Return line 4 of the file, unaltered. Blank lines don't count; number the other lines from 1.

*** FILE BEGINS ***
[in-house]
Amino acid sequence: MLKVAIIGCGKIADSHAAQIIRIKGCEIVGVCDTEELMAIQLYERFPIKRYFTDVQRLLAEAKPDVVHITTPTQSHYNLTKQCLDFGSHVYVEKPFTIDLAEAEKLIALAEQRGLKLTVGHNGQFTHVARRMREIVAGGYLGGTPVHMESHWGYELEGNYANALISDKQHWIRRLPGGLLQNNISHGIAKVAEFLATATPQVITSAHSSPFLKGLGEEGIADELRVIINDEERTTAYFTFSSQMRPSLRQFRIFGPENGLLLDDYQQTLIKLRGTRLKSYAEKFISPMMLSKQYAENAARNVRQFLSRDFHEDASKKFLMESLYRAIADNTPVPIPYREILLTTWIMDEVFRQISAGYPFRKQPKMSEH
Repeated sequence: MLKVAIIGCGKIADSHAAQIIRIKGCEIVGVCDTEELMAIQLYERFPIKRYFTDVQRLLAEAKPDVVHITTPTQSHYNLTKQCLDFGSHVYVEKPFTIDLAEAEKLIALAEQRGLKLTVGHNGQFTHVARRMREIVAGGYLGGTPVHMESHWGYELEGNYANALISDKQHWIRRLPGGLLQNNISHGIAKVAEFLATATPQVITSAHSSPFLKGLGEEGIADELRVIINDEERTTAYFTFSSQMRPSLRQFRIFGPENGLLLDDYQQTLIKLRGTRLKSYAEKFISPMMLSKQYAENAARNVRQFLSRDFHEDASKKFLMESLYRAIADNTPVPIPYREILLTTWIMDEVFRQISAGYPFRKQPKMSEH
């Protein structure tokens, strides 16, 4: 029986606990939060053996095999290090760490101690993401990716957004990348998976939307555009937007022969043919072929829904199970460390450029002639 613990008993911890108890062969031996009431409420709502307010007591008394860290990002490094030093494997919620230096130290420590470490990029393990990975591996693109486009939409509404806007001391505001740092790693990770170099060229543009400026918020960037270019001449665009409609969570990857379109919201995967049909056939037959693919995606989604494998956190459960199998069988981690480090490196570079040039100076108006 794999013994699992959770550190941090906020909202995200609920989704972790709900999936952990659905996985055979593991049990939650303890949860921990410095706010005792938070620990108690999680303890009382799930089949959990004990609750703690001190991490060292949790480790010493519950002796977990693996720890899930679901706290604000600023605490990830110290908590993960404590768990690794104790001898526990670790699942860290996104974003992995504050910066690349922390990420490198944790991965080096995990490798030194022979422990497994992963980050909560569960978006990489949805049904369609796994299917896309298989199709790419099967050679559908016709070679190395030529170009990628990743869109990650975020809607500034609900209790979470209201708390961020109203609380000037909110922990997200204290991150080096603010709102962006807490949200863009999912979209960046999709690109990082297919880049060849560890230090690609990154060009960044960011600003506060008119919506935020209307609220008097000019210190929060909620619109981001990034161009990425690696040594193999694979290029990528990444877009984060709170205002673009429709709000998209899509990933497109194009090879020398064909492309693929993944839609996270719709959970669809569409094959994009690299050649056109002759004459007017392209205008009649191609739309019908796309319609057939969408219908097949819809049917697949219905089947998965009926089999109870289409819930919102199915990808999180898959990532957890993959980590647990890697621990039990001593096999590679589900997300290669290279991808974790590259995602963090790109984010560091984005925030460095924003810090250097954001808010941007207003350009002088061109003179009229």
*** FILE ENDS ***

């Protein structure tokens, strides 16, 4: 029986606990939060053996095999290090760490101690993401990716957004990348998976939307555009937007022969043919072929829904199970460390450029002639 613990008993911890108890062969031996009431409420709502307010007591008394860290990002490094030093494997919620230096130290420590470490990029393990990975591996693109486009939409509404806007001391505001740092790693990770170099060229543009400026918020960037270019001449665009409609969570990857379109919201995967049909056939037959693919995606989604494998956190459960199998069988981690480090490196570079040039100076108006 794999013994699992959770550190941090906020909202995200609920989704972790709900999936952990659905996985055979593991049990939650303890949860921990410095706010005792938070620990108690999680303890009382799930089949959990004990609750703690001190991490060292949790480790010493519950002796977990693996720890899930679901706290604000600023605490990830110290908590993960404590768990690794104790001898526990670790699942860290996104974003992995504050910066690349922390990420490198944790991965080096995990490798030194022979422990497994992963980050909560569960978006990489949805049904369609796994299917896309298989199709790419099967050679559908016709070679190395030529170009990628990743869109990650975020809607500034609900209790979470209201708390961020109203609380000037909110922990997200204290991150080096603010709102962006807490949200863009999912979209960046999709690109990082297919880049060849560890230090690609990154060009960044960011600003506060008119919506935020209307609220008097000019210190929060909620619109981001990034161009990425690696040594193999694979290029990528990444877009984060709170205002673009429709709000998209899509990933497109194009090879020398064909492309693929993944839609996270719709959970669809569409094959994009690299050649056109002759004459007017392209205008009649191609739309019908796309319609057939969408219908097949819809049917697949219905089947998965009926089999109870289409819930919102199915990808999180898959990532957890993959980590647990890697621990039990001593096999590679589900997300290669290279991808974790590259995602963090790109984010560091984005925030460095924003810090250097954001808010941007207003350009002088061109003179009229």